Me: “Absolutely! Then you can get in good with Mrs. K and maybe she’ll hold books for you!”
In the end, my son and his friend wound up spending a small portion of their recess in the library, reading and helping restock shelves, when the bully’s class came to recess. It may not have been ideal for me, as I like him to run and burn off energy, and I would have preferred the adults at the school to handle the situation but they did not. And, most importantly, my son and his friend could return to having an enjoyable recess.
Where, at one point, I was able to answer my son in an informed, factual and straight forward manner, I have come to realize that so too can E. E can read the same books I can read and establish the same basic connections I can and answer all his own questions. It also makes complete sense then to deduce that E would continue to press me on all matters big and small, no matter how uncomfortable or unqualified I may be. I have always had the answers up until now, why would that change?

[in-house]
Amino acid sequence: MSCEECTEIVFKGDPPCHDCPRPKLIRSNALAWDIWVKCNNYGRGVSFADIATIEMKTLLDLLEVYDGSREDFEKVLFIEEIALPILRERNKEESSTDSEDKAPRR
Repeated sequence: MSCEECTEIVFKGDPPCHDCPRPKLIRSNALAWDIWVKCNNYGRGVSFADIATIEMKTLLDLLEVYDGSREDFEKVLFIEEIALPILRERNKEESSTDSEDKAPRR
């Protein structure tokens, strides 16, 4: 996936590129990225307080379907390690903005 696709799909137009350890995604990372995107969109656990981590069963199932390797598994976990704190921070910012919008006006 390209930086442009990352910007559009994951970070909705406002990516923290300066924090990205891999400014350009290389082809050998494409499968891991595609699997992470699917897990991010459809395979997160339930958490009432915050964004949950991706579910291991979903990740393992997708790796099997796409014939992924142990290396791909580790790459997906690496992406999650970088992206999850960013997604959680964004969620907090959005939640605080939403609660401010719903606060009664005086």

Rewind two years. I am in the school office waiting for the Principal regarding something completely unrelated. Three boys enter his office, the door is just barely open and I have a direct line of sight to observe this ordeal in its entirety. Mr. P has pulled the boys into his office regarding an altercation on the bus that morning. The boys are young, maybe second or third grade. Mr. P has no desire to hear these boys retell of the events that took place. He relayed the story he heard from the bus driver (who was, well, driving), holding a hand up to shush the boys when one attempted to speak, presumably to correct the details of the story. He then launched into lengthy rhetoric about how misbehaving is detrimental to your education, blah blah blah. I am unsure about the exact words; I tuned him out ten minutes later. Admittedly, I was more focused on the boys’ reactions. Their eyes glassed over and their once animated faces became slack and sleepy. They mindlessly nodded and shook their heads as Mr. P unfairly asked them one-answer questions, “Blah blah blah, isn’t that right?” “Blah blah blah, don’t you?” He also mimed the answer he wanted, shaking back and forth or nodding up and down as he asked. How unfair, I thought; those boys had a snowball’s chance in hell of making it out innocent.